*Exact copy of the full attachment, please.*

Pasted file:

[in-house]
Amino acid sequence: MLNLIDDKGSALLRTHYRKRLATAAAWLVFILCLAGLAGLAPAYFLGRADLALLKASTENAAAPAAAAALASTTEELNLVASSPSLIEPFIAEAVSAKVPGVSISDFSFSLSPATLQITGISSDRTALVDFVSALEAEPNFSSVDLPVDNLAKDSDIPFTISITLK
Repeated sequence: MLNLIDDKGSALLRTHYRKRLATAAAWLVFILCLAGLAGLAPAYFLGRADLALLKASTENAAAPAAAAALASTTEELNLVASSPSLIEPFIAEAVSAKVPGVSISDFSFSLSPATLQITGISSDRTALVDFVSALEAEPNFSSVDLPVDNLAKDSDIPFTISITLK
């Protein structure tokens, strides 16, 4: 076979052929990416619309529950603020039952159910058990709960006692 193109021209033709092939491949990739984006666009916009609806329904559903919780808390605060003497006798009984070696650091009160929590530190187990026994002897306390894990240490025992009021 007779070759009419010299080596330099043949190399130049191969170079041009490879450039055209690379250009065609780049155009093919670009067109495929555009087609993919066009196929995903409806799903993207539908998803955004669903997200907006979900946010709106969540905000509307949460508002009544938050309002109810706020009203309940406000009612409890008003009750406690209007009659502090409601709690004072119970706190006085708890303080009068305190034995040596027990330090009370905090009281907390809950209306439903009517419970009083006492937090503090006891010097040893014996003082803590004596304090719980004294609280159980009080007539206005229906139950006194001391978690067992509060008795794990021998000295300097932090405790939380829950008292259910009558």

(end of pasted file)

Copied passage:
[in-house]
Amino acid sequence: MLNLIDDKGSALLRTHYRKRLATAAAWLVFILCLAGLAGLAPAYFLGRADLALLKASTENAAAPAAAAALASTTEELNLVASSPSLIEPFIAEAVSAKVPGVSISDFSFSLSPATLQITGISSDRTALVDFVSALEAEPNFSSVDLPVDNLAKDSDIPFTISITLK
Repeated sequence: MLNLIDDKGSALLRTHYRKRLATAAAWLVFILCLAGLAGLAPAYFLGRADLALLKASTENAAAPAAAAALASTTEELNLVASSPSLIEPFIAEAVSAKVPGVSISDFSFSLSPATLQITGISSDRTALVDFVSALEAEPNFSSVDLPVDNLAKDSDIPFTISITLK
């Protein structure tokens, strides 16, 4: 076979052929990416619309529950603020039952159910058990709960006692 193109021209033709092939491949990739984006666009916009609806329904559903919780808390605060003497006798009984070696650091009160929590530190187990026994002897306390894990240490025992009021 007779070759009419010299080596330099043949190399130049191969170079041009490879450039055209690379250009065609780049155009093919670009067109495929555009087609993919066009196929995903409806799903993207539908998803955004669903997200907006979900946010709106969540905000509307949460508002009544938050309002109810706020009203309940406000009612409890008003009750406690209007009659502090409601709690004072119970706190006085708890303080009068305190034995040596027990330090009370905090009281907390809950209306439903009517419970009083006492937090503090006891010097040893014996003082803590004596304090719980004294609280159980009080007539206005229906139950006194001391978690067992509060008795794990021998000295300097932090405790939380829950008292259910009558």